There were over 300 in the audience who were welcomed as usual by Richard Mason, GeoPlace managing director, who reminded us that the first meeting in Manchester in 2005 had only 75 attendees. Of course, the nitty-gritty of gazetteer creation and maintenance took centre stage but Richard drew our attention to the almost complete transition that has now taken place from Ordnance Survey’s original address datasets to the AddressBase products derived from the national land and property gazetteer compiled by GeoPlace from local authority inputs.
He emphasised the recent ‘opening’ of access to UPRNs, which are now free to use in any way and which he called a ‘golden thread’. This linkage is already being used in the majority of authorities to enable the exchange of information between their many databases. Four councils – North Somerset, Huntingdonshire, Camden and Newport already claim to link more than 20 different databases through their gazetteers and only 26 (out of 400+) are linking less than five sets of information.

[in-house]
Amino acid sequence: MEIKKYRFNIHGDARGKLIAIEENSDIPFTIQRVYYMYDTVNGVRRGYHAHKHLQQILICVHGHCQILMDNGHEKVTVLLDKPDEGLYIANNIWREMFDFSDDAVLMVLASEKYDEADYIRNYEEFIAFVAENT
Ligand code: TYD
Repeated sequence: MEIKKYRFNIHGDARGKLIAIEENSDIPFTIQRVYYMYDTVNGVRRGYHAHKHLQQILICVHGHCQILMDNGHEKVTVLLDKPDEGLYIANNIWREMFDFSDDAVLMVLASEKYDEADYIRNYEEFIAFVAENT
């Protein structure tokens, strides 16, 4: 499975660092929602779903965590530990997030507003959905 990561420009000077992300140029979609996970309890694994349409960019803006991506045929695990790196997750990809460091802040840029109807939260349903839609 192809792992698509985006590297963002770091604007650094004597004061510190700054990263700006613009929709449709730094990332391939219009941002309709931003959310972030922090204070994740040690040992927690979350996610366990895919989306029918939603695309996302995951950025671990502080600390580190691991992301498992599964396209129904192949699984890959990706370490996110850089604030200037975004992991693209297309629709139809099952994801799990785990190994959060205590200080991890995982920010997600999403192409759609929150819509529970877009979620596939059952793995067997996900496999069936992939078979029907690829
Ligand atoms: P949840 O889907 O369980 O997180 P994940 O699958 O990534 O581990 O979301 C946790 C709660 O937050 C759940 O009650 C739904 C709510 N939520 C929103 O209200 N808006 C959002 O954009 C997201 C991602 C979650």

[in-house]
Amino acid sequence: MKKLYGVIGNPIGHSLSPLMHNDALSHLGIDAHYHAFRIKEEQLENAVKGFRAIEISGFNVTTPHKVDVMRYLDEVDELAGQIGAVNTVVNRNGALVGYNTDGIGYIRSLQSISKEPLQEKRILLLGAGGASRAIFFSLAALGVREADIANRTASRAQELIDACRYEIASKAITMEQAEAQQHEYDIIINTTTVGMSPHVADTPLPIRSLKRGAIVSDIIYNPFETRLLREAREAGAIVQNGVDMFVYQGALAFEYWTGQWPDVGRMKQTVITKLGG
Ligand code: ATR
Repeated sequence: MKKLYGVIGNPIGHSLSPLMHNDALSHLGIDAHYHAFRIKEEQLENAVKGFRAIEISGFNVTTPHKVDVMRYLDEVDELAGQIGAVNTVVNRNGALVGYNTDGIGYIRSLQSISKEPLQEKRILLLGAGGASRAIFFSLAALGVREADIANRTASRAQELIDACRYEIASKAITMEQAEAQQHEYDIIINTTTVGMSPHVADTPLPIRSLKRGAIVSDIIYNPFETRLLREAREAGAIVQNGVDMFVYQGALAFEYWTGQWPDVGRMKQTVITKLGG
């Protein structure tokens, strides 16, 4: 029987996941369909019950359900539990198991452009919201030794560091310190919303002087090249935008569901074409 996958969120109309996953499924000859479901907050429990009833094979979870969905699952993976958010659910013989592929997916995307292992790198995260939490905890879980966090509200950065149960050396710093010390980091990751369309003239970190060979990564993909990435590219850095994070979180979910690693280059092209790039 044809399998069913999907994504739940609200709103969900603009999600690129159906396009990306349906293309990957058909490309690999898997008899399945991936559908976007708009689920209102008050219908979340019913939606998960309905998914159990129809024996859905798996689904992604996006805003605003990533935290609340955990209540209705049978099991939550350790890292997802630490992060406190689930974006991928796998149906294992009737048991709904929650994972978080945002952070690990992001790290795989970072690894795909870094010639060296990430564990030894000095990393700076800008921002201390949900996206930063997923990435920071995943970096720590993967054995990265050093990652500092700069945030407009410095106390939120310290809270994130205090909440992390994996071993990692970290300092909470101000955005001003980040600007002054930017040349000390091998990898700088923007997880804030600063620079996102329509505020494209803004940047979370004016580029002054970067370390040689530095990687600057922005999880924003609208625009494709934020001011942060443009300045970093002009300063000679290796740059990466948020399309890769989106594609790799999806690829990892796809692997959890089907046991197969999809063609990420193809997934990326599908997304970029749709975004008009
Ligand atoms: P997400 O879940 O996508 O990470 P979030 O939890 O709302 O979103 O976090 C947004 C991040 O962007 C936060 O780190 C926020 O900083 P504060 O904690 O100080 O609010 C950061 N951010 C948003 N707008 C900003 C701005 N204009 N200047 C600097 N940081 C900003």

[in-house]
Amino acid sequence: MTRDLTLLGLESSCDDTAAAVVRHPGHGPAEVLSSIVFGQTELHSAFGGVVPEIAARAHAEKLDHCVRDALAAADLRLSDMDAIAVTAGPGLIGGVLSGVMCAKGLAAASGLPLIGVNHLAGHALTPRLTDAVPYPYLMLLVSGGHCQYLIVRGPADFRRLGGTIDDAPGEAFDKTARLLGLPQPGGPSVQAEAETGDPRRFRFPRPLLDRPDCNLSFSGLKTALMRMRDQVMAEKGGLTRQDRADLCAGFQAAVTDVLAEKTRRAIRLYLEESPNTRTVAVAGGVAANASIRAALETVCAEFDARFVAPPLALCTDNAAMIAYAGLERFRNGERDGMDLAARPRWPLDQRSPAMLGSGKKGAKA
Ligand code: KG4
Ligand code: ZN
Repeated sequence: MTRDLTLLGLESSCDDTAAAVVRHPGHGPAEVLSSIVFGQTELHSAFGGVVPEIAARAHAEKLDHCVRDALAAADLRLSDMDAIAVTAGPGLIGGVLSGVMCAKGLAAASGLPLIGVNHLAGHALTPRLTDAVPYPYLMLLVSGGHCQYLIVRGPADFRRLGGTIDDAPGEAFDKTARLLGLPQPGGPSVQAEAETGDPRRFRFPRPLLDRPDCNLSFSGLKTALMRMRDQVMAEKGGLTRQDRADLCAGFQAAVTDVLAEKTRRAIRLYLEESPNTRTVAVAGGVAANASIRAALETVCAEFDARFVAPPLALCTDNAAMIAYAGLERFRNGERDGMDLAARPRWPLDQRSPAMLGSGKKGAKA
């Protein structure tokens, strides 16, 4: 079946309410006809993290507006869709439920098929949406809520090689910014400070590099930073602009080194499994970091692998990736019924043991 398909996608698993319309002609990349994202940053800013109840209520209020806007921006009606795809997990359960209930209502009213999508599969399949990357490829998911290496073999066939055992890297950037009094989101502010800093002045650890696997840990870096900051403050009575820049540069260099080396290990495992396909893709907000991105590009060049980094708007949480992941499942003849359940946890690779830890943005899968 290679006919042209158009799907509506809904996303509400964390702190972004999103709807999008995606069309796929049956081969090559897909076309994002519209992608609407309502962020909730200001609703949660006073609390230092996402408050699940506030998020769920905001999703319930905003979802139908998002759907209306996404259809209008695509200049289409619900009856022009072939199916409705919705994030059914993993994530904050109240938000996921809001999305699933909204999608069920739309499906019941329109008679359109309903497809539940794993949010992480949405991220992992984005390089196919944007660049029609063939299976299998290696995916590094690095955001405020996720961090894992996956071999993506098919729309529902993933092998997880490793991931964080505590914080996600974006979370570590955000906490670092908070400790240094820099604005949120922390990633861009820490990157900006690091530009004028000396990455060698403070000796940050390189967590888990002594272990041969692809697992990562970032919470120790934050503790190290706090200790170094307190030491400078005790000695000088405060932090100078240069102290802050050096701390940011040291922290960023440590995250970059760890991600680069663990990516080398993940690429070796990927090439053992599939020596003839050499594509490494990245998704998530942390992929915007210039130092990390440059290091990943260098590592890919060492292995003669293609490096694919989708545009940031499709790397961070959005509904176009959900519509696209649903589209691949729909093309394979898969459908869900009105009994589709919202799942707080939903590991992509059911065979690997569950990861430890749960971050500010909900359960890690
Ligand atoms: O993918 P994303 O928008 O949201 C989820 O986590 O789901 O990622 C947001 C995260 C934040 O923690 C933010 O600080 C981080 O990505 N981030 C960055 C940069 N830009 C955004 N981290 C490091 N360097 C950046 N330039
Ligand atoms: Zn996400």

Postman and Valuer
Last year, at Old Trafford cricket ground with no match to watch, the conference pioneered the knowledge exchange sessions with eight to ten people discussing specific issues on 30 tables with a facilitator on each. I listened to a really heartfelt plea to ensure that nondomestic rating information from the Valuation Office Agency used a compatible set of attributes to those required for the NLPG. It must be very frustrating to find that all your hard work has been nullified by a system that cannot cope with a particular set of attributes. Richard Mason’s table encouraged participants to say ‘what they wanted from GeoPlace’ and the overwhelming answer was more support in convincing their employers – officers and elected councillors – that gazetteers were necessary if not sufficient for the effective digital transformation of any council. There was also a call for a better set of processes for dealing with Royal Mail which currently seems to vary widely across the country. The privatisation seems not to have made much difference to addressing processes and the Address Management Unit continues as before. Now they have settled down it is GeoPlace’s intention to tackle some of the outstanding issues relating to the allocation of addresses and postcodes.